In one instance, the U.N. Correspondents Club members saw the club doors nailed shut literally by U.N. security under direct orders from then Secretary-General Boutros Boutros-Ghali. Boutros-Ghali was under pressure by the Chinese mission to block an address by a student who had participated in the Tiananmen Square protests in 1989.

A reporter photographing the lockdown had his film confiscated by the U.N.’s press spokesman Joe Sills.

The secretary-general explained to journalists at the time that the U.N. was a “house of quiet diplomacy.” He insisted allowing the Chinese student access to U.N. headquarters would have violated that rule.

That clampdown by the PRC military resulted in the deaths of more than 400 protesters, mostly students, according to the New York Times.

Hamas, an avowed terrorist organization, which has fought with Fatah for control of the Palestinian Authority but is not recognized internationally, was approved by the U.N. as a nongovernmental organization.

The group, which wasn’t shy about lobbying news organizations to push its controversial political agenda, especially the eradication of the state of Israel, is best remembered for gifts presented to selected journalists.

The gift? A pen with a “happy face” emblazoned with the message “from your friends at Hamas.”

Meanwhile, until the U.S. invaded Afghanistan in 2001, the Taliban, though never seated in the U.N.’s General Assembly, did get nongovernmental-organization status, which it used to lobby the U.N. press corps for its fundamentalist Islamic agenda.

But after the U.S. invasion in 2001, the Taliban representatives subsequently disappeared from the U.N. compound, never to be seen again.

Perhaps one of the strangest groups officially recognized by the U.N. was the North American Man/Boy Love Association.

The group, a well-publicized “gay” pedophilia organization based in New York and San Francisco, has been the target of undercover police campaigns in both cities.

The organization, publicly labeled by law-enforcement bodies as criminal for its distribution of child pornography, nonetheless was able to gain official U.N. recognition in the early 1990s.

How? NAMBLA was part of the International Lesbian and Gay Association, which was also granted U.N. nongovernmental-organization status.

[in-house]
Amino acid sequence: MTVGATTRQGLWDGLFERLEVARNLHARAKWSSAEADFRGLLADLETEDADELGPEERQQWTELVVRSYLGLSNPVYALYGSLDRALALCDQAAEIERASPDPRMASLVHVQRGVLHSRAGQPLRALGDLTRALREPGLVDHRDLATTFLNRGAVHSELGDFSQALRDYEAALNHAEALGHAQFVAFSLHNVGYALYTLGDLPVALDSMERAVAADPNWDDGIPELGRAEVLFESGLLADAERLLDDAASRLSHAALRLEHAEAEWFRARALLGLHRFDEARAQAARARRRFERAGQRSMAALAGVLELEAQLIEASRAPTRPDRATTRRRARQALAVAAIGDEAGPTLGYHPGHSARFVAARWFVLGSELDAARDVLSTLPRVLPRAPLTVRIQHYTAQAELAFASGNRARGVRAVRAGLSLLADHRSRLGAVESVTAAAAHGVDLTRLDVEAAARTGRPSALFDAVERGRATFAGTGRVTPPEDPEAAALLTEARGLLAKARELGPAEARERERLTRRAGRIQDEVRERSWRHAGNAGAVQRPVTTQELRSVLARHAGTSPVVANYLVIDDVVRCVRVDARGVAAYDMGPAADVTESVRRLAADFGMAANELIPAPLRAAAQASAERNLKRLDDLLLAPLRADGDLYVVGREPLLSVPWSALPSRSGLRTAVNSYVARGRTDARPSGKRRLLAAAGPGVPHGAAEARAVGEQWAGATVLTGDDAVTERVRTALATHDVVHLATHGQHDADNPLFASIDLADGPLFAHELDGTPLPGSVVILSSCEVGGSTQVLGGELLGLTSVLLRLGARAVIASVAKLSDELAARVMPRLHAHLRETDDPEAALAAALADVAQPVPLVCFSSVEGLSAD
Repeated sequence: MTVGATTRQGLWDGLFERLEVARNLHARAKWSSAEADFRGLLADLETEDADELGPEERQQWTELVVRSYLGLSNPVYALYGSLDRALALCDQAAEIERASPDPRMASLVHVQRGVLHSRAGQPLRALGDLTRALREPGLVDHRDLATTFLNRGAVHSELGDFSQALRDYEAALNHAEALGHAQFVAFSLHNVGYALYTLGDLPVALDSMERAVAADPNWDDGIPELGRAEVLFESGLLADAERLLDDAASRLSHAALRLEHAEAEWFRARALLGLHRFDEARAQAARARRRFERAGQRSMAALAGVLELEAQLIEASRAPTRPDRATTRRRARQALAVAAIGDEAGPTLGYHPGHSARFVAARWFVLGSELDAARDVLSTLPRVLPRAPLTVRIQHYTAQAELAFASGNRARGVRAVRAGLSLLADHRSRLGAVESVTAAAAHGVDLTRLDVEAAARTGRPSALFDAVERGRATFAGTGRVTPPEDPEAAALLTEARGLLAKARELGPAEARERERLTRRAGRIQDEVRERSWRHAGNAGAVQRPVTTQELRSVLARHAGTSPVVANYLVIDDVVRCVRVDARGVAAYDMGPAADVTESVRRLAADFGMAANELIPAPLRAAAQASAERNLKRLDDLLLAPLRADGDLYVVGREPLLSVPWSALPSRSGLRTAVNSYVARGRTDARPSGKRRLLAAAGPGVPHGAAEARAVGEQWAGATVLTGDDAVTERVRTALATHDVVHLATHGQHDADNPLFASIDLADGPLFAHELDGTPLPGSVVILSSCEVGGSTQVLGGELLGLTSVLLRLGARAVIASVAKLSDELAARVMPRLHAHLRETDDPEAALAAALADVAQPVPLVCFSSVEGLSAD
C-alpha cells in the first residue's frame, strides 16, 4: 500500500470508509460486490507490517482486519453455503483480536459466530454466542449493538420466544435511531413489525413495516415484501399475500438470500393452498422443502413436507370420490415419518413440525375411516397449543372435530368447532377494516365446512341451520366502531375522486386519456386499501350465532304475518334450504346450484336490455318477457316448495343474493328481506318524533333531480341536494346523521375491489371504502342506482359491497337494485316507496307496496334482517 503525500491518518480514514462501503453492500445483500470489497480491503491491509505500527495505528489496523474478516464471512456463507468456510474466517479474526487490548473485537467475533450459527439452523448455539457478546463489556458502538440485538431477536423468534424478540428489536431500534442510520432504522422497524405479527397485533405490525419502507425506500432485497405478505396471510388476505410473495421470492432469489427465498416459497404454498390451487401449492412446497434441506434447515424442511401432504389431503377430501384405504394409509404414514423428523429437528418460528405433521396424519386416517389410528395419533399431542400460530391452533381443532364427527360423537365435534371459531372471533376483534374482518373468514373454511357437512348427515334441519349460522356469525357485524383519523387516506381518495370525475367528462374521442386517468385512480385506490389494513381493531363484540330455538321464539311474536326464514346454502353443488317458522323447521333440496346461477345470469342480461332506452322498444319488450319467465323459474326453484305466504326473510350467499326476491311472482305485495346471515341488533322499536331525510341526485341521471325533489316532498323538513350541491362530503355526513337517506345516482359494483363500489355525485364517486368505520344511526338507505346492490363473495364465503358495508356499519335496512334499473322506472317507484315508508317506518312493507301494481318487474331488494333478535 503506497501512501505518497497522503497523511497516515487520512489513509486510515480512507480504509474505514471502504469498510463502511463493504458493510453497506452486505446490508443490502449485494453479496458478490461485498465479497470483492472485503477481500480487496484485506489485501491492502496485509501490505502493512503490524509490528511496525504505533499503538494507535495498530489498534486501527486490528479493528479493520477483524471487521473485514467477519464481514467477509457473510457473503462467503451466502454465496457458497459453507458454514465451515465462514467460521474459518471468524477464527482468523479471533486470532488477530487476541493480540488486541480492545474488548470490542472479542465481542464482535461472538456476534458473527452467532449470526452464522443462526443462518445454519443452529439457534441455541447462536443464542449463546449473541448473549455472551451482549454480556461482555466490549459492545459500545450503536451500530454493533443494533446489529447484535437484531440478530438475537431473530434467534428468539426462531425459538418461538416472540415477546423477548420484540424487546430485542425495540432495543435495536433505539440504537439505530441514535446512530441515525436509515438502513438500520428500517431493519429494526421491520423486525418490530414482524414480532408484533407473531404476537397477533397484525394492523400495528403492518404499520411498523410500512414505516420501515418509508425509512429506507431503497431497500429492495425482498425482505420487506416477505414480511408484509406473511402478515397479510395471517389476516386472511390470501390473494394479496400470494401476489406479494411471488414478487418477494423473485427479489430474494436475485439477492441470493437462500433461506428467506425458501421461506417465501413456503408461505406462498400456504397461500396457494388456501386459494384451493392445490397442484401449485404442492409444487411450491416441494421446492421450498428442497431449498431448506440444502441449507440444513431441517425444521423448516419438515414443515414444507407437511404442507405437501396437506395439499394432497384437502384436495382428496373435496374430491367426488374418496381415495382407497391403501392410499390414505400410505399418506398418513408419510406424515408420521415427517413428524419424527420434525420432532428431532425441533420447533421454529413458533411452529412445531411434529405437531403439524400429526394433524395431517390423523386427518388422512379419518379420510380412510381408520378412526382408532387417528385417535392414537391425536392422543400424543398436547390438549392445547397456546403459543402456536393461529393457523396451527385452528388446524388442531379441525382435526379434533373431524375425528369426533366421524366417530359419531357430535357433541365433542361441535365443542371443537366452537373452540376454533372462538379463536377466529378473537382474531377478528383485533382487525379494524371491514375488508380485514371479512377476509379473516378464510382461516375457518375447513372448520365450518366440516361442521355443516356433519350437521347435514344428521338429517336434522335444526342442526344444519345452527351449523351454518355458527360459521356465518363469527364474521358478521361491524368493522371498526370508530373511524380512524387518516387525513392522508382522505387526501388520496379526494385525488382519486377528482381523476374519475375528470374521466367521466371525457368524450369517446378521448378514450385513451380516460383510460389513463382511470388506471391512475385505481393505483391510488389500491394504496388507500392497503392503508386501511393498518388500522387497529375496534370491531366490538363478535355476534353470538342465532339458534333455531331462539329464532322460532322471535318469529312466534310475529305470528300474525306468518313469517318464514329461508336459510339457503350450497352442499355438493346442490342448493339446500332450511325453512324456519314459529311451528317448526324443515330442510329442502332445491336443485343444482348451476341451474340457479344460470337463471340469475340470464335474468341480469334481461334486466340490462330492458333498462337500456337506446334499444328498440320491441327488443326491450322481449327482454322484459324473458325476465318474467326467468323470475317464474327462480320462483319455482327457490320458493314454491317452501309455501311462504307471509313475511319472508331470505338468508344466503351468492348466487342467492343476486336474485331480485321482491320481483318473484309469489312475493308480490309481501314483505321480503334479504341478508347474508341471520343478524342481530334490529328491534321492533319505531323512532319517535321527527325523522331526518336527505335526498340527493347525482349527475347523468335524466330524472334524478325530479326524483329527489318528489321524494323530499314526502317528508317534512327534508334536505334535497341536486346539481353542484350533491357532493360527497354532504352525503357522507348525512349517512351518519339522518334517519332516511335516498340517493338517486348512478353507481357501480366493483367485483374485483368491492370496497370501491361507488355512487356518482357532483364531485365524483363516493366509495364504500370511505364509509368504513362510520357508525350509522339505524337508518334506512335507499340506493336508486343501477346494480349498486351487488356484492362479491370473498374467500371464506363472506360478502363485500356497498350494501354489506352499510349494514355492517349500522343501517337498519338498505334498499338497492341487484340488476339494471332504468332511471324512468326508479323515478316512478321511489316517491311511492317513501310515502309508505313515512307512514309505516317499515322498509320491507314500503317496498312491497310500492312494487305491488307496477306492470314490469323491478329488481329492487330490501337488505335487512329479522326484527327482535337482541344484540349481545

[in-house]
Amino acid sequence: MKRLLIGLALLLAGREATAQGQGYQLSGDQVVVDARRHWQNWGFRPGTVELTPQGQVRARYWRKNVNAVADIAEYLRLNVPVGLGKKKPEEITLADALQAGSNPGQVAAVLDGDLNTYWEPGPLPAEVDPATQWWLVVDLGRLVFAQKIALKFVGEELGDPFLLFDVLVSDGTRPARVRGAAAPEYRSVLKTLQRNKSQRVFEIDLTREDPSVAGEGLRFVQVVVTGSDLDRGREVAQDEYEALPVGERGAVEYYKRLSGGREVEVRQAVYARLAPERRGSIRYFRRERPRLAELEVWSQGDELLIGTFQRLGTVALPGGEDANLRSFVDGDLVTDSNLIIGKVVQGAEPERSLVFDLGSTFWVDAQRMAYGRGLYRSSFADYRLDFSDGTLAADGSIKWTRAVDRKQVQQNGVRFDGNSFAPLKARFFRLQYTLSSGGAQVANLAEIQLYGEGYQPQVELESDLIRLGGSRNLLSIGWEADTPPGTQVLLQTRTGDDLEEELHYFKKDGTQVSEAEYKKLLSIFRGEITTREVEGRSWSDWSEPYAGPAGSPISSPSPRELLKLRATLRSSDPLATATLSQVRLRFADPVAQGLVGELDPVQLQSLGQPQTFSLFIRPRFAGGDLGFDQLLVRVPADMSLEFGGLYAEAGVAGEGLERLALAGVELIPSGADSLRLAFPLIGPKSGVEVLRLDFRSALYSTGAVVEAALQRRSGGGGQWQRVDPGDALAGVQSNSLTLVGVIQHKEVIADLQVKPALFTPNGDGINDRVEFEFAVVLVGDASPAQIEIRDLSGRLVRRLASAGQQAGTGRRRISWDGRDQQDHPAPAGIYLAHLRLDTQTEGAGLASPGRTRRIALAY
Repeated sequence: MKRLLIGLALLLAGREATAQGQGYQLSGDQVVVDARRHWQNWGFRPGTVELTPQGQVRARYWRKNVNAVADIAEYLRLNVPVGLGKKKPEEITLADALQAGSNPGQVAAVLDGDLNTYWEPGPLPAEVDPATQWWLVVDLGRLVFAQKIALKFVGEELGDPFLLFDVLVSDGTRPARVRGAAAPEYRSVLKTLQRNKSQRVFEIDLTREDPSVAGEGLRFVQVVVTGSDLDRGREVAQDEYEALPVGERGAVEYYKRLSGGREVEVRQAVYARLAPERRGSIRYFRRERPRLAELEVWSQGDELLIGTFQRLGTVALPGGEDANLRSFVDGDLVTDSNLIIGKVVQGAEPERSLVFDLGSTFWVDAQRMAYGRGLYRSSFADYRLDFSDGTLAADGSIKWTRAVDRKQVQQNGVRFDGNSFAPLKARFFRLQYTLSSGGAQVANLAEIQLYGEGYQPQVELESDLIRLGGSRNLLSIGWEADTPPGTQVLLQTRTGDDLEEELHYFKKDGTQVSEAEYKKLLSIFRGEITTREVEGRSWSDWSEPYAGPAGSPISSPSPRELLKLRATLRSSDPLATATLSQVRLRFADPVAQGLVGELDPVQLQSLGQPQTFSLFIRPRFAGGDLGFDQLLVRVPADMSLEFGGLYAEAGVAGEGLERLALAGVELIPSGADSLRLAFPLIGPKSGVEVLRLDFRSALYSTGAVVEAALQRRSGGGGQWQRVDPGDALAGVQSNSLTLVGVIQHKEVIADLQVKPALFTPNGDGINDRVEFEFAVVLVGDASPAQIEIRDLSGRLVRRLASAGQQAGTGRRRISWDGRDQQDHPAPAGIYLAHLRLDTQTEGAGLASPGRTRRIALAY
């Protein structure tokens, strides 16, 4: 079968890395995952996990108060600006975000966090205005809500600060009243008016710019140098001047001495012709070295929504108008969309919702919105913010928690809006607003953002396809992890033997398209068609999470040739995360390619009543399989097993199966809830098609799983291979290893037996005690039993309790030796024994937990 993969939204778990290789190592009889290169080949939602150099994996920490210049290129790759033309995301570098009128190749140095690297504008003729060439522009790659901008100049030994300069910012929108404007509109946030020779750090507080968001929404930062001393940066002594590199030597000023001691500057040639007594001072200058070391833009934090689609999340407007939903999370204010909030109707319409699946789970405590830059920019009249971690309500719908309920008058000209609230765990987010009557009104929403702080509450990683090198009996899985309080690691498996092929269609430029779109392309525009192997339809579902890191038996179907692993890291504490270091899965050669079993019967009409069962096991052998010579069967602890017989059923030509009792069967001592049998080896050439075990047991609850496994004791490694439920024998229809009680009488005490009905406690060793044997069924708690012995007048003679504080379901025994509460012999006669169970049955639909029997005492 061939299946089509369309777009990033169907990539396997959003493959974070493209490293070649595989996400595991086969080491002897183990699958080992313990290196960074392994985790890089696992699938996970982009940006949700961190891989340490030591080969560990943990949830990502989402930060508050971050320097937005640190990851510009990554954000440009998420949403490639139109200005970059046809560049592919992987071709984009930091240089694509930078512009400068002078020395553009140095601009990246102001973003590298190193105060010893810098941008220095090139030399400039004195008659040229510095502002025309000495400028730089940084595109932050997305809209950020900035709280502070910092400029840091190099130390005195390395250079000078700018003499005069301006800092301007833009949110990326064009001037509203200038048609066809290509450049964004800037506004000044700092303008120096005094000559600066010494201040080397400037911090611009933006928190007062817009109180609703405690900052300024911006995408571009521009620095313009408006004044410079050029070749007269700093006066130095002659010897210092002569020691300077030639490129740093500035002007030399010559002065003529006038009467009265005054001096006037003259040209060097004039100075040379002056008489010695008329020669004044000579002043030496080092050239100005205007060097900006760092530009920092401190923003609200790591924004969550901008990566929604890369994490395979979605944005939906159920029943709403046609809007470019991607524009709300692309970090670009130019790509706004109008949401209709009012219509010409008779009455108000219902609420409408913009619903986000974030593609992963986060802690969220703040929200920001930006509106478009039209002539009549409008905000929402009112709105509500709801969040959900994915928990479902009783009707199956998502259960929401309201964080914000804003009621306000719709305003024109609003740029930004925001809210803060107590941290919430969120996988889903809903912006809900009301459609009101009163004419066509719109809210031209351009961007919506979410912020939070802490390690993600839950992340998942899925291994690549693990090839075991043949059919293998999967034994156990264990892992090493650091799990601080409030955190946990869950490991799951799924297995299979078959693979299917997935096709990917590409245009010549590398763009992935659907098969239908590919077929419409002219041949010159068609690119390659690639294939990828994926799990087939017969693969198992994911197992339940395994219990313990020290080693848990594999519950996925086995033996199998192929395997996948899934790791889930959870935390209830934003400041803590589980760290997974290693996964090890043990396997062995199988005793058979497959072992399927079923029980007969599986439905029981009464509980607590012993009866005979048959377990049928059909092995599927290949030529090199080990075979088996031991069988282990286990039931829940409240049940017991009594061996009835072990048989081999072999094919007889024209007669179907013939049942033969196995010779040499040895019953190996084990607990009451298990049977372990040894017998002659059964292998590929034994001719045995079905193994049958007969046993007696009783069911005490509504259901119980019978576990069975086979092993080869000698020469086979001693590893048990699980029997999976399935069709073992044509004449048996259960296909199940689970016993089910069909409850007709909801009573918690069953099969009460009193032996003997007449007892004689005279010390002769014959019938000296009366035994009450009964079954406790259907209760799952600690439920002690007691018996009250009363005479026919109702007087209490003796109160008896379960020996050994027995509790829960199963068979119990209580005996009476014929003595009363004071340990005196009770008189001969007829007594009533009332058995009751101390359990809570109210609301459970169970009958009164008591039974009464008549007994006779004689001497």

Once NAMBLA was exposed in a series of published reports, the U.N., under pressure from the U.S. Congress, which threatened to block U.S./U.N. funds, moved to expel both organizations.

ILGA, which eventually distanced itself from NAMBLA and has itself not been accused of criminal activities, sought several times to regain its U.N. accreditation, the latest attempt coming in January 2006. It failed.

But more telling have been decisions taken by NBC and CNN to reduce their U.N. coverage.

Almost two years ago, CNN International canceled its weekly U.N. news show “Diplomatic License.” The reason, say insiders, was little continuing interest from commercial sponsors.

And NBC, in a network-wide cost-cutting move, recently abandoned regular staffing of its U.N. bureau for the first time in more than 15 years.

The networks “just don’t see much going on here any more,” confided one network-news reporter.

Ironically, a public-opinion poll taken earlier this year revealed more than 60 percent of Americans do not know Ban Ki-moon is the current U.N. secretary-general despite almost three years in office.

The dispute with WND over Copenhagen credentials ultimately prevented WND from covering the events firsthand.

In a commentary column about the issue, Farah wrote, “It’s evident the U.N. is pulling out all the stops for a major global power grab in Copenhagen – and they don’t want any impartial witnesses around to report its shenanigans.”

If you’re a member of the press and would like to interview Joseph Farah, e-mail press@wnd.com.


  • Text smaller
  • Text bigger
Note: Read our discussion guidelines before commenting.